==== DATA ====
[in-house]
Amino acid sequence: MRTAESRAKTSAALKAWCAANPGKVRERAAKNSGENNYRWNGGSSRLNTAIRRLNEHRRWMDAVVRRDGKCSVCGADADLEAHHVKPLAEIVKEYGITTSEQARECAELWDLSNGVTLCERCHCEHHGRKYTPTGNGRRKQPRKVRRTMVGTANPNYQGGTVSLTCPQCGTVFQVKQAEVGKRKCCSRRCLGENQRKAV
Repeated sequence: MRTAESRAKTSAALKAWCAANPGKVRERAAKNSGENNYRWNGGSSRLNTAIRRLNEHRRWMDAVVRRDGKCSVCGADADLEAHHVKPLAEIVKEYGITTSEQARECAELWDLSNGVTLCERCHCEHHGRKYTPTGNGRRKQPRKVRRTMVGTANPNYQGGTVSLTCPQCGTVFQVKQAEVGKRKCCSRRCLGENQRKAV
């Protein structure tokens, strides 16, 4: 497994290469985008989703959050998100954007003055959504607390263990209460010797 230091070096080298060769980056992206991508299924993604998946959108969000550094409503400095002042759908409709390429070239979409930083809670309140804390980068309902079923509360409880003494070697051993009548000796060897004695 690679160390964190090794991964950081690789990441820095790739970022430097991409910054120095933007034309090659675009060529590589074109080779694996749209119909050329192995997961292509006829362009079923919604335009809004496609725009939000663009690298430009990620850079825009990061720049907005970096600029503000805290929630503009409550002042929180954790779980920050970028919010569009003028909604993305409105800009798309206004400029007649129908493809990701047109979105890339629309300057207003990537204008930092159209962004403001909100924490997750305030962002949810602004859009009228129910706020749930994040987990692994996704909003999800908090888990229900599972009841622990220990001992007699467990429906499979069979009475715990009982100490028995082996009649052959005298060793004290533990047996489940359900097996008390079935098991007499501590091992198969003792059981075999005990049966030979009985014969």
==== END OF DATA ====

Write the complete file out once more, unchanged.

[in-house]
Amino acid sequence: MRTAESRAKTSAALKAWCAANPGKVRERAAKNSGENNYRWNGGSSRLNTAIRRLNEHRRWMDAVVRRDGKCSVCGADADLEAHHVKPLAEIVKEYGITTSEQARECAELWDLSNGVTLCERCHCEHHGRKYTPTGNGRRKQPRKVRRTMVGTANPNYQGGTVSLTCPQCGTVFQVKQAEVGKRKCCSRRCLGENQRKAV
Repeated sequence: MRTAESRAKTSAALKAWCAANPGKVRERAAKNSGENNYRWNGGSSRLNTAIRRLNEHRRWMDAVVRRDGKCSVCGADADLEAHHVKPLAEIVKEYGITTSEQARECAELWDLSNGVTLCERCHCEHHGRKYTPTGNGRRKQPRKVRRTMVGTANPNYQGGTVSLTCPQCGTVFQVKQAEVGKRKCCSRRCLGENQRKAV
């Protein structure tokens, strides 16, 4: 497994290469985008989703959050998100954007003055959504607390263990209460010797 230091070096080298060769980056992206991508299924993604998946959108969000550094409503400095002042759908409709390429070239979409930083809670309140804390980068309902079923509360409880003494070697051993009548000796060897004695 690679160390964190090794991964950081690789990441820095790739970022430097991409910054120095933007034309090659675009060529590589074109080779694996749209119909050329192995997961292509006829362009079923919604335009809004496609725009939000663009690298430009990620850079825009990061720049907005970096600029503000805290929630503009409550002042929180954790779980920050970028919010569009003028909604993305409105800009798309206004400029007649129908493809990701047109979105890339629309300057207003990537204008930092159209962004403001909100924490997750305030962002949810602004859009009228129910706020749930994040987990692994996704909003999800908090888990229900599972009841622990220990001992007699467990429906499979069979009475715990009982100490028995082996009649052959005298060793004290533990047996489940359900097996008390079935098991007499501590091992198969003792059981075999005990049966030979009985014969």